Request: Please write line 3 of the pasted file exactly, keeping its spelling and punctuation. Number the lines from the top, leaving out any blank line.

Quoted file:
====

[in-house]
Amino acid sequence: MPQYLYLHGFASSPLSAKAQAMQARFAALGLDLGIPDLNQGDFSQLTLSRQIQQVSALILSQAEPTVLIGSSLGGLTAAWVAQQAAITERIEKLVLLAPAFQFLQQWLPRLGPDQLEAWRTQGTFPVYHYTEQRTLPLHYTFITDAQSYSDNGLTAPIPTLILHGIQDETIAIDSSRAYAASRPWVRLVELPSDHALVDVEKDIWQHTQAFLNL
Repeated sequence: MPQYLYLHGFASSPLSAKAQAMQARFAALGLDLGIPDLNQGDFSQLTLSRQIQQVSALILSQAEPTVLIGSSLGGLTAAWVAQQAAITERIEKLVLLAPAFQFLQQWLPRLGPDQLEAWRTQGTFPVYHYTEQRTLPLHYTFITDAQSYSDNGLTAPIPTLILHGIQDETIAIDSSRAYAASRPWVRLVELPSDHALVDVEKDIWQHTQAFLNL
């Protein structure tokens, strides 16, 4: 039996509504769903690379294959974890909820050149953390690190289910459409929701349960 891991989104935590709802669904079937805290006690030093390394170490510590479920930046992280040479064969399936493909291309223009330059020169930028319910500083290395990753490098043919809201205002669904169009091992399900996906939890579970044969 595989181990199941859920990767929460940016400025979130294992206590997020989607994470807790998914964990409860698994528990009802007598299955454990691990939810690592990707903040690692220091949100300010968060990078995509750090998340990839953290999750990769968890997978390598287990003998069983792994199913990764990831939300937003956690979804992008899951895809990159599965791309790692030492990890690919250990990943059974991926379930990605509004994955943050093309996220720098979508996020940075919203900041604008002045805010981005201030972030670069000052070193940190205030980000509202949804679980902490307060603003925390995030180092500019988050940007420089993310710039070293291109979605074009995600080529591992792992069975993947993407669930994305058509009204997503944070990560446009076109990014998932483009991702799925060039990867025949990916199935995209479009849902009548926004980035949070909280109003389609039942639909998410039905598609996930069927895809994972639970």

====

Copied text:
Repeated sequence: MPQYLYLHGFASSPLSAKAQAMQARFAALGLDLGIPDLNQGDFSQLTLSRQIQQVSALILSQAEPTVLIGSSLGGLTAAWVAQQAAITERIEKLVLLAPAFQFLQQWLPRLGPDQLEAWRTQGTFPVYHYTEQRTLPLHYTFITDAQSYSDNGLTAPIPTLILHGIQDETIAIDSSRAYAASRPWVRLVELPSDHALVDVEKDIWQHTQAFLNL